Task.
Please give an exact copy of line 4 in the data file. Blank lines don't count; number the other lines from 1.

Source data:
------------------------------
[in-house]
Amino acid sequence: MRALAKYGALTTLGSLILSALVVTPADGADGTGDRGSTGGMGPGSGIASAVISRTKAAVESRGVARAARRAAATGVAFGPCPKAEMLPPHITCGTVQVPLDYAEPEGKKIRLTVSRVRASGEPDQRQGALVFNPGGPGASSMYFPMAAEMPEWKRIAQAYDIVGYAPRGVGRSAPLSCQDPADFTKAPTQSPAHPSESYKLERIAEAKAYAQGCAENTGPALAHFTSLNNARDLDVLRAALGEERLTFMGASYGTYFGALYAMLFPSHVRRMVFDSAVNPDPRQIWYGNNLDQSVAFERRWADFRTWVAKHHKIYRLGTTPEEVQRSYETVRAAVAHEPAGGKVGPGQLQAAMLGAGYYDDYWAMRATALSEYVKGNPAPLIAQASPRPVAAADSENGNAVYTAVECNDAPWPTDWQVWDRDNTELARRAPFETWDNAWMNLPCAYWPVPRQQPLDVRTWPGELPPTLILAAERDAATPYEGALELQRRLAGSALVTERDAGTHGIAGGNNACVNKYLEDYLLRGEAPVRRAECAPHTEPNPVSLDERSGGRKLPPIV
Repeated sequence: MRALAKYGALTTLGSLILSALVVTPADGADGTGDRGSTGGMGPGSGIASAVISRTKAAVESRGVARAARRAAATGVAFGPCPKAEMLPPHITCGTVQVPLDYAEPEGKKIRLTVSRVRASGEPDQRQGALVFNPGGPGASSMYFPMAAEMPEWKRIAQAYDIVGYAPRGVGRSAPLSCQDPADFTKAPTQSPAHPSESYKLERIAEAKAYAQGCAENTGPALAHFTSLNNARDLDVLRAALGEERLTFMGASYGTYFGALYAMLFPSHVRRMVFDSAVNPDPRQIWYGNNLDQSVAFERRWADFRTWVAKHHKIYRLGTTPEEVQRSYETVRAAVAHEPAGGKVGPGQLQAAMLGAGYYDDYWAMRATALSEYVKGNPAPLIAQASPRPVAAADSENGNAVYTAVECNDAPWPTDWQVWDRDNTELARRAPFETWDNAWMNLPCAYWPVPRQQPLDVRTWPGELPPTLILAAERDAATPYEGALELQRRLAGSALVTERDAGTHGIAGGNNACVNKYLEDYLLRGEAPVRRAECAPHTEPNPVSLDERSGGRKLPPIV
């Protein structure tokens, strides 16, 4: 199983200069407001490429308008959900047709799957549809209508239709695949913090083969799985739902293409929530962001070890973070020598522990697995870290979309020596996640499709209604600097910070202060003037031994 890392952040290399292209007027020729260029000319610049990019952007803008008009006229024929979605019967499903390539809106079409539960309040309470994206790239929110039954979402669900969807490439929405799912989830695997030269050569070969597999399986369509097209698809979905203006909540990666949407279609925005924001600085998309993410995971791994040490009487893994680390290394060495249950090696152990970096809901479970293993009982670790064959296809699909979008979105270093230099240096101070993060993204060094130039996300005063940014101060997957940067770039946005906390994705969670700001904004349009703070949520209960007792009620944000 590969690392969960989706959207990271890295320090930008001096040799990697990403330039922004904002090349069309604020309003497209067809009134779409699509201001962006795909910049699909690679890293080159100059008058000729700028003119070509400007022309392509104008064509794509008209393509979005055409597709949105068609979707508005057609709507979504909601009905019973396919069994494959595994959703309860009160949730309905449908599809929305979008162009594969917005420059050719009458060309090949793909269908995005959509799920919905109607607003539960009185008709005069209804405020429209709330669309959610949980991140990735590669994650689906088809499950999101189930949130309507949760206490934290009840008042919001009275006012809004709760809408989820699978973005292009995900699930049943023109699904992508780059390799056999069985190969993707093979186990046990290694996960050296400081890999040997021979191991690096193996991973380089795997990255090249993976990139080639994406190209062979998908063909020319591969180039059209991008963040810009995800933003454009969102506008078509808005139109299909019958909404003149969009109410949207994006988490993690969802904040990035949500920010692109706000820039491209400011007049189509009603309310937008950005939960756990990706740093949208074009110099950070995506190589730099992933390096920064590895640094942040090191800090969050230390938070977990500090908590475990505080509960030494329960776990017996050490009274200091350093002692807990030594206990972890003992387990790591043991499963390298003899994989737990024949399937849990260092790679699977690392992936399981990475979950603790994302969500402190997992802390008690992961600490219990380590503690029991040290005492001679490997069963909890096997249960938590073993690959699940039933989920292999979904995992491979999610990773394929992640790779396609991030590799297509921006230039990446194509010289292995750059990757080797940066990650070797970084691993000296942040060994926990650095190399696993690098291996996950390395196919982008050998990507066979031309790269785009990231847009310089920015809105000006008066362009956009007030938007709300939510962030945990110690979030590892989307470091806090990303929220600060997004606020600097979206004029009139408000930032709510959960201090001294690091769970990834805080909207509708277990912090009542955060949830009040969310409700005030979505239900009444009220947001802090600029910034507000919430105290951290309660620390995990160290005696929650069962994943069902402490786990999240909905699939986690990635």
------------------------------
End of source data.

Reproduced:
């Protein structure tokens, strides 16, 4: 199983200069407001490429308008959900047709799957549809209508239709695949913090083969799985739902293409929530962001070890973070020598522990697995870290979309020596996640499709209604600097910070202060003037031994 890392952040290399292209007027020729260029000319610049990019952007803008008009006229024929979605019967499903390539809106079409539960309040309470994206790239929110039954979402669900969807490439929405799912989830695997030269050569070969597999399986369509097209698809979905203006909540990666949407279609925005924001600085998309993410995971791994040490009487893994680390290394060495249950090696152990970096809901479970293993009982670790064959296809699909979008979105270093230099240096101070993060993204060094130039996300005063940014101060997957940067770039946005906390994705969670700001904004349009703070949520209960007792009620944000 590969690392969960989706959207990271890295320090930008001096040799990697990403330039922004904002090349069309604020309003497209067809009134779409699509201001962006795909910049699909690679890293080159100059008058000729700028003119070509400007022309392509104008064509794509008209393509979005055409597709949105068609979707508005057609709507979504909601009905019973396919069994494959595994959703309860009160949730309905449908599809929305979008162009594969917005420059050719009458060309090949793909269908995005959509799920919905109607607003539960009185008709005069209804405020429209709330669309959610949980991140990735590669994650689906088809499950999101189930949130309507949760206490934290009840008042919001009275006012809004709760809408989820699978973005292009995900699930049943023109699904992508780059390799056999069985190969993707093979186990046990290694996960050296400081890999040997021979191991690096193996991973380089795997990255090249993976990139080639994406190209062979998908063909020319591969180039059209991008963040810009995800933003454009969102506008078509808005139109299909019958909404003149969009109410949207994006988490993690969802904040990035949500920010692109706000820039491209400011007049189509009603309310937008950005939960756990990706740093949208074009110099950070995506190589730099992933390096920064590895640094942040090191800090969050230390938070977990500090908590475990505080509960030494329960776990017996050490009274200091350093002692807990030594206990972890003992387990790591043991499963390298003899994989737990024949399937849990260092790679699977690392992936399981990475979950603790994302969500402190997992802390008690992961600490219990380590503690029991040290005492001679490997069963909890096997249960938590073993690959699940039933989920292999979904995992491979999610990773394929992640790779396609991030590799297509921006230039990446194509010289292995750059990757080797940066990650070797970084691993000296942040060994926990650095190399696993690098291996996950390395196919982008050998990507066979031309790269785009990231847009310089920015809105000006008066362009956009007030938007709300939510962030945990110690979030590892989307470091806090990303929220600060997004606020600097979206004029009139408000930032709510959960201090001294690091769970990834805080909207509708277990912090009542955060949830009040969310409700005030979505239900009444009220947001802090600029910034507000919430105290951290309660620390995990160290005696929650069962994943069902402490786990999240909905699939986690990635």